Taking a stab at Christians and the Game of Thrones
Unless you don’t pay attention to anything in pop culture, you will have noticed that there has been a lot of hubbub about this show on HBO called “Game of Thrones.” It’s a show in the medieval fantasy genre that is quite dark. A recent article in USA today posed the question whether Christians should watch it. Since I have been watching it along with 5.5 million people, I thought I would throw in my opinion. My one disclaimer is that there is a lot of talk about what Christians should and should not watch and I am sure some have much more developed thoughts than mine (read this and let me know).
Let’s begin with this question: why does anyone watch it? Primarily, people watch because it’s a high-quality show based off a best-selling book series by George R.R. Martin. It has great plot and character development. It has complex story lines with complex characters where there are no clear good guys or bad guys. It has dragons, weird religions, sorcerers, and a mysterious frozen zombie horde. It has warring clans, revenge, political intrigue, and huge world where everyone is fighting for power. Did I mention it has dragons? Despite all of this, what we are exploring is whether a Christian should watch it.
There are some whose opinion it is that people should not watch anything with morally objectionable material. There are others who think this whole conversation is silly and irrelevant. It’s just a TV show. I think both are simplistic views. Lets start with the objections. It has a lot of sex, violence, sorcery, and seems to have no “redeeming qualities.” The sex is obnoxious most of the time and even some critics have coined the term sexposition to describe the cheap ways the GoT plot is advanced through sexual content (we always fast forward through it since we often watch it on a 10-15 minute delay). If you can’t stomach the violence in GoT, then you also shouldn’t watch Gladiator, Braveheart, or any other great movie involving war, especially war scenes involving swords. What might cross the line here regarding violence are the torture scenes, especially in Theon’s case (since at this point it seems to serve no purpose). As for the sorcery, I actually think the way magic is done in this show is brilliant. It occurs rarely, mysteriously, and often on the periphery. The viewer is not quite sure if these religions are real, and some characters in the show even disbelieve in any of the old stories about the gods (sounds like the modern world). Lastly, Martin seems to have created a nihilistic world in which “you win or you die.” Even when someone wins, the victory often creates more problems than it solves.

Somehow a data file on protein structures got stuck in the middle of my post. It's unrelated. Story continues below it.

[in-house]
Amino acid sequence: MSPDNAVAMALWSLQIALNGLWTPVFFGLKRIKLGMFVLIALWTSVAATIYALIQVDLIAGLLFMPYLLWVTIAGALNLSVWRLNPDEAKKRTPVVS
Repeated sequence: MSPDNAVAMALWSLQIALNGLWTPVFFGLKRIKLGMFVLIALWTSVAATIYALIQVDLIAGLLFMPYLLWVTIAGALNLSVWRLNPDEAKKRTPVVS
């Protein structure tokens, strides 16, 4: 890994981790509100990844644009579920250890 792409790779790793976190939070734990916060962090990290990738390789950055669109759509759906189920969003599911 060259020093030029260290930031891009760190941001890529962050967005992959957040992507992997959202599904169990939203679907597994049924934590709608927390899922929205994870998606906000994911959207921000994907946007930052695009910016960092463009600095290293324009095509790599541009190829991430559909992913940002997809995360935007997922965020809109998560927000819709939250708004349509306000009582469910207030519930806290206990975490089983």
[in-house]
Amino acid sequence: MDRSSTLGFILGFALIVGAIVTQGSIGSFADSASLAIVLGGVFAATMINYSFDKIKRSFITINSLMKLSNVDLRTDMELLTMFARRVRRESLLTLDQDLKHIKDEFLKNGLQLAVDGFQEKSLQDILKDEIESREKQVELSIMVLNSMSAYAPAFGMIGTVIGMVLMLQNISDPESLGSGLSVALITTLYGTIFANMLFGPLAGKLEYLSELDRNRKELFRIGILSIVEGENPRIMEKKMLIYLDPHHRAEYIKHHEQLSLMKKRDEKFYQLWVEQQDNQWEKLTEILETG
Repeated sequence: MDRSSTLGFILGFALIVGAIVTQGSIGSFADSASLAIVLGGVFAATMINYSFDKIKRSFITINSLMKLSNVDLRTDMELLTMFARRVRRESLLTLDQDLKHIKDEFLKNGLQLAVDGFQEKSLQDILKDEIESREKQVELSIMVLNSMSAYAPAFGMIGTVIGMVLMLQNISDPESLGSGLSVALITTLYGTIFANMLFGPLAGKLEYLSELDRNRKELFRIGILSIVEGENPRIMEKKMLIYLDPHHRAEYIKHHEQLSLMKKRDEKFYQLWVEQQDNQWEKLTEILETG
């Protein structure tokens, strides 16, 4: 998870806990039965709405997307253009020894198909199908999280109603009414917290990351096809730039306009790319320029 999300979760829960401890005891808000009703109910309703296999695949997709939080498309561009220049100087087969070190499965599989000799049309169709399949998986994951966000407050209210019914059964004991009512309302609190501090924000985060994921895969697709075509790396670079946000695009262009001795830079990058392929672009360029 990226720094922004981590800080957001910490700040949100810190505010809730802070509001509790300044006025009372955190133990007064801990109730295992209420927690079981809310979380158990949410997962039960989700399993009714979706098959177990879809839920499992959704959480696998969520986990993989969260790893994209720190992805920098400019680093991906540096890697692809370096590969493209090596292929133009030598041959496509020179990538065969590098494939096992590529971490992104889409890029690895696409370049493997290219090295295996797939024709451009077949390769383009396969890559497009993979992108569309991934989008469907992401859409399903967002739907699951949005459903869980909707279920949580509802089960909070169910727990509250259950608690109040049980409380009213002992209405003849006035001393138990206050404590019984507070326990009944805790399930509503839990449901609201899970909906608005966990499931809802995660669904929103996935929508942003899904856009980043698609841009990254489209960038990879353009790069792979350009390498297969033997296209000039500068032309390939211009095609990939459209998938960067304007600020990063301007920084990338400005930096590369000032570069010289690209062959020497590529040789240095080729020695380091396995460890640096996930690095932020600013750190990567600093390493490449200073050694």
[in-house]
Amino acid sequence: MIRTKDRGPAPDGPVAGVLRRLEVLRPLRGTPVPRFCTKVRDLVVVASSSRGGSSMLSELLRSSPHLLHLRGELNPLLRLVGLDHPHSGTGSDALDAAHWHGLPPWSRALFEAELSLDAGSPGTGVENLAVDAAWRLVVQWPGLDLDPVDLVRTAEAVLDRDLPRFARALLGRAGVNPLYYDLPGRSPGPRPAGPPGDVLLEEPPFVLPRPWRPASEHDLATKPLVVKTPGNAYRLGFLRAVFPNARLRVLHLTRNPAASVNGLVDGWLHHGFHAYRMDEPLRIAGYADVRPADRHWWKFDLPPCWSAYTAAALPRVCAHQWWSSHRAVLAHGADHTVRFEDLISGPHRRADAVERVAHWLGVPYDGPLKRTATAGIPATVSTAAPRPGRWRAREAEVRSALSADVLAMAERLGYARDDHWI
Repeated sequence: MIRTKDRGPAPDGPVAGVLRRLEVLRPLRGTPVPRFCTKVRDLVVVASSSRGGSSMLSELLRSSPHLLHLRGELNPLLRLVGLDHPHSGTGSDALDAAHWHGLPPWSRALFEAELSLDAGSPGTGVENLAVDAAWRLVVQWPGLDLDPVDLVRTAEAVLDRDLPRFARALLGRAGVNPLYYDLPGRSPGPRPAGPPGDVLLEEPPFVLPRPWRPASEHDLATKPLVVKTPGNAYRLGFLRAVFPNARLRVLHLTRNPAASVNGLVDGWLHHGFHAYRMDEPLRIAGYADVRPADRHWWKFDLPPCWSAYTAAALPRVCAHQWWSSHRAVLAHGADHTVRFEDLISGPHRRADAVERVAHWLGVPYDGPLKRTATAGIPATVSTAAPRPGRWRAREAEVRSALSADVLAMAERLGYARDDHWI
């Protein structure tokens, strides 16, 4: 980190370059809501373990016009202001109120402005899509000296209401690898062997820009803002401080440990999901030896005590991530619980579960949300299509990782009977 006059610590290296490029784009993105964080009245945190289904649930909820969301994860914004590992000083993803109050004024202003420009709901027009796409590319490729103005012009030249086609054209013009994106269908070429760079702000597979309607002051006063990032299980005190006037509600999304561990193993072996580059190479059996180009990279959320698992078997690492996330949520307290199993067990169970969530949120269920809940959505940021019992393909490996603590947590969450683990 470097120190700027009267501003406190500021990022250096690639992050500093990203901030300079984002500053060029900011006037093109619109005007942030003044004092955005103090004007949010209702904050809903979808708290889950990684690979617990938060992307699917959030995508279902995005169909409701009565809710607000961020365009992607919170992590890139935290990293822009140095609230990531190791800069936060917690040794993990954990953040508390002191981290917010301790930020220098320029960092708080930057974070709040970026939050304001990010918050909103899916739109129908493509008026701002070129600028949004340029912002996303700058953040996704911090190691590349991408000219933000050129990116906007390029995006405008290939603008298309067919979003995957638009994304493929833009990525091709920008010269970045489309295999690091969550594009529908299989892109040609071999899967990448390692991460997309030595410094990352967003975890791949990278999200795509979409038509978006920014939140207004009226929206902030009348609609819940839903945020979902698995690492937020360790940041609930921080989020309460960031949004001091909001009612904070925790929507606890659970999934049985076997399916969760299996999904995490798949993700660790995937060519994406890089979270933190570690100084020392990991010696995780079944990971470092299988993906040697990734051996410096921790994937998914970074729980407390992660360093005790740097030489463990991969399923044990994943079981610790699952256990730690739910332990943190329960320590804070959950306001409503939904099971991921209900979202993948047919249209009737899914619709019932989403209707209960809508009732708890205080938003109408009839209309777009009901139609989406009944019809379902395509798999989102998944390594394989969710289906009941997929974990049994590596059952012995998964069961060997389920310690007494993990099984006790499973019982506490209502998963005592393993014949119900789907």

I think it should go without saying that if you think it is not beneficial for you to watch due to the content, then don’t watch GoT. If you struggle with pornography, hate violence, or are tempted to try some black magic because you think Harry Potter is real, don’t watch it. However, anyone who thinks this is a “meat sacrificed to idols” thing (1 Cor. 8-10) should consider that early Christians found it highly objectionable to go to the coliseum or even watch plays at amphitheaters (I don’t know exactly why, though some of the reasons should be obvious, e.g. death of your brother by lions).